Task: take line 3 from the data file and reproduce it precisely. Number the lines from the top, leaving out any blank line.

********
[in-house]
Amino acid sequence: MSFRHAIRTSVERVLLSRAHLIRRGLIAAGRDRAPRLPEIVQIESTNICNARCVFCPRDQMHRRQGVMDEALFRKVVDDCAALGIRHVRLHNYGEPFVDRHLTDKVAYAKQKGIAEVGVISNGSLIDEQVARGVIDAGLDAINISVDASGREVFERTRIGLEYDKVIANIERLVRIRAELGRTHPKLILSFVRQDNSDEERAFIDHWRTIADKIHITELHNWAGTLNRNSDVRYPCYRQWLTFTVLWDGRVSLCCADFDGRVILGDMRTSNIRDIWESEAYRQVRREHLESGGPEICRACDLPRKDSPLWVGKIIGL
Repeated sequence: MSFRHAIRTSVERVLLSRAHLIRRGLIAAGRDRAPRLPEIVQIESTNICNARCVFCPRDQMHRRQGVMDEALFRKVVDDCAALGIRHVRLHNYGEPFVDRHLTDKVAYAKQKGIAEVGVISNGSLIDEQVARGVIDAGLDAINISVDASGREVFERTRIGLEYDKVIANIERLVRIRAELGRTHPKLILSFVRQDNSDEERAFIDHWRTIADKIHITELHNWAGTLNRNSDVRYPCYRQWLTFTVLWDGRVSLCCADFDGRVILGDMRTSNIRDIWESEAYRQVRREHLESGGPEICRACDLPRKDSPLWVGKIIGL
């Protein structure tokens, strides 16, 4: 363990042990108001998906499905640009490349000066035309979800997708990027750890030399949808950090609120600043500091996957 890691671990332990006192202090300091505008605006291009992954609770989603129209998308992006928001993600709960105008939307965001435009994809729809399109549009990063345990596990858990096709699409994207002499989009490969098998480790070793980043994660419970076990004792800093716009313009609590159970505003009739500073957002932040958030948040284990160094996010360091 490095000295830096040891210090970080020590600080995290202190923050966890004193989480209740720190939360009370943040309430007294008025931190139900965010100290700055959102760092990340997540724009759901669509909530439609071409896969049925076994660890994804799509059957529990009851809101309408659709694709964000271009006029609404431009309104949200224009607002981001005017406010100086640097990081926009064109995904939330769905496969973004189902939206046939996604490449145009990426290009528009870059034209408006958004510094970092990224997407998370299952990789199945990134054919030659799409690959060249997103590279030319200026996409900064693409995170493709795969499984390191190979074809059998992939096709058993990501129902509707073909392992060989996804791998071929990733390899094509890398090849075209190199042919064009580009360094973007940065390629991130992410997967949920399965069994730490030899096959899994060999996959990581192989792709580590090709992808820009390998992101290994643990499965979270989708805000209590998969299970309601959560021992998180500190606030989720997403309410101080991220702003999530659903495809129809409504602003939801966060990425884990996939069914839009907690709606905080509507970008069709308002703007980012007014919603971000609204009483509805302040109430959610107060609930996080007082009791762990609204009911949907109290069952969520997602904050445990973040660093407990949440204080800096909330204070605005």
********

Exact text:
Repeated sequence: MSFRHAIRTSVERVLLSRAHLIRRGLIAAGRDRAPRLPEIVQIESTNICNARCVFCPRDQMHRRQGVMDEALFRKVVDDCAALGIRHVRLHNYGEPFVDRHLTDKVAYAKQKGIAEVGVISNGSLIDEQVARGVIDAGLDAINISVDASGREVFERTRIGLEYDKVIANIERLVRIRAELGRTHPKLILSFVRQDNSDEERAFIDHWRTIADKIHITELHNWAGTLNRNSDVRYPCYRQWLTFTVLWDGRVSLCCADFDGRVILGDMRTSNIRDIWESEAYRQVRREHLESGGPEICRACDLPRKDSPLWVGKIIGL